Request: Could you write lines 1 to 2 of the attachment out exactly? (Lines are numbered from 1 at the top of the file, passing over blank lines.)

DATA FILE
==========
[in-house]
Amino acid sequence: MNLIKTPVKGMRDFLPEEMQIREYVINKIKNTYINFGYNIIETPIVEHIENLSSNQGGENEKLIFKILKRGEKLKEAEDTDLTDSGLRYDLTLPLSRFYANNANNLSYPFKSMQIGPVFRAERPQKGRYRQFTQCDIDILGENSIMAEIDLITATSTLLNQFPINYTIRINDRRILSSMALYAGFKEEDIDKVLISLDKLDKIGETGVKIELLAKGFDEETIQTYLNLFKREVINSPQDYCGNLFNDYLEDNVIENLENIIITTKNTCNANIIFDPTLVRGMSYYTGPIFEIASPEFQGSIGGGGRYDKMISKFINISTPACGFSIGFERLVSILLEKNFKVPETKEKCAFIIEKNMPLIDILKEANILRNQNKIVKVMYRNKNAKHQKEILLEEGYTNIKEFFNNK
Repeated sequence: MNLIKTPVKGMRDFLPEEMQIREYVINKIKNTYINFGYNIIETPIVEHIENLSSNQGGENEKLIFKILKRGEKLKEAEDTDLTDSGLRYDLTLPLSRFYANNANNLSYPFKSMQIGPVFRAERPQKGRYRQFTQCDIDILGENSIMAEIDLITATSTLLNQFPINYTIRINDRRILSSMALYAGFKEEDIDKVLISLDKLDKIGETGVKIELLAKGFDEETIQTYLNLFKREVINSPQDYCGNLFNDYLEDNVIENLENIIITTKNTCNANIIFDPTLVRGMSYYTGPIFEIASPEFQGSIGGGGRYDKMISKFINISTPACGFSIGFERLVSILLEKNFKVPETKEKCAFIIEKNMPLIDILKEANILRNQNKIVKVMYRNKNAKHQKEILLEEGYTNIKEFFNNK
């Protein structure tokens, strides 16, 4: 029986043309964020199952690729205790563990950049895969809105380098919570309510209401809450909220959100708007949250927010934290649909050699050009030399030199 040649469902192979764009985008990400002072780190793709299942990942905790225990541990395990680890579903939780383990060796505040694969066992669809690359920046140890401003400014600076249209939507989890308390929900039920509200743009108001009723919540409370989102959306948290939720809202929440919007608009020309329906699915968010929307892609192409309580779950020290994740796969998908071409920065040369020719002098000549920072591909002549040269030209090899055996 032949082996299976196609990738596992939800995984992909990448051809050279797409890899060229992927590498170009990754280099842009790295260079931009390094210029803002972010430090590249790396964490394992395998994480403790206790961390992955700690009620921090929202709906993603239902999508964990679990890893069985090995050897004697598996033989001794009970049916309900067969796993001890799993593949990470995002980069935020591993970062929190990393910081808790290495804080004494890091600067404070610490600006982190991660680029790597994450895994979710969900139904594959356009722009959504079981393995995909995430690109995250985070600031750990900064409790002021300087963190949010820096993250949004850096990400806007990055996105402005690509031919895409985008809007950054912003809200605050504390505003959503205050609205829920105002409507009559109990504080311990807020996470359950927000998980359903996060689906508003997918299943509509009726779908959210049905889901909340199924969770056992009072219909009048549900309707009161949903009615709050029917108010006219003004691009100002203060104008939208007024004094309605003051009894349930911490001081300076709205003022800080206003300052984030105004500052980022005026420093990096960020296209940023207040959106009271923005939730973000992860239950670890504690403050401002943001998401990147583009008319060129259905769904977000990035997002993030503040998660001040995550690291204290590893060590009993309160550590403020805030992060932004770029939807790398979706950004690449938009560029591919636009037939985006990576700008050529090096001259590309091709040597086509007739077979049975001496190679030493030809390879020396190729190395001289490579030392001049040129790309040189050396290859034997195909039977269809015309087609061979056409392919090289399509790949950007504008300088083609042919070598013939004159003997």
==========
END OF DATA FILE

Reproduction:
[in-house]
Amino acid sequence: MNLIKTPVKGMRDFLPEEMQIREYVINKIKNTYINFGYNIIETPIVEHIENLSSNQGGENEKLIFKILKRGEKLKEAEDTDLTDSGLRYDLTLPLSRFYANNANNLSYPFKSMQIGPVFRAERPQKGRYRQFTQCDIDILGENSIMAEIDLITATSTLLNQFPINYTIRINDRRILSSMALYAGFKEEDIDKVLISLDKLDKIGETGVKIELLAKGFDEETIQTYLNLFKREVINSPQDYCGNLFNDYLEDNVIENLENIIITTKNTCNANIIFDPTLVRGMSYYTGPIFEIASPEFQGSIGGGGRYDKMISKFINISTPACGFSIGFERLVSILLEKNFKVPETKEKCAFIIEKNMPLIDILKEANILRNQNKIVKVMYRNKNAKHQKEILLEEGYTNIKEFFNNK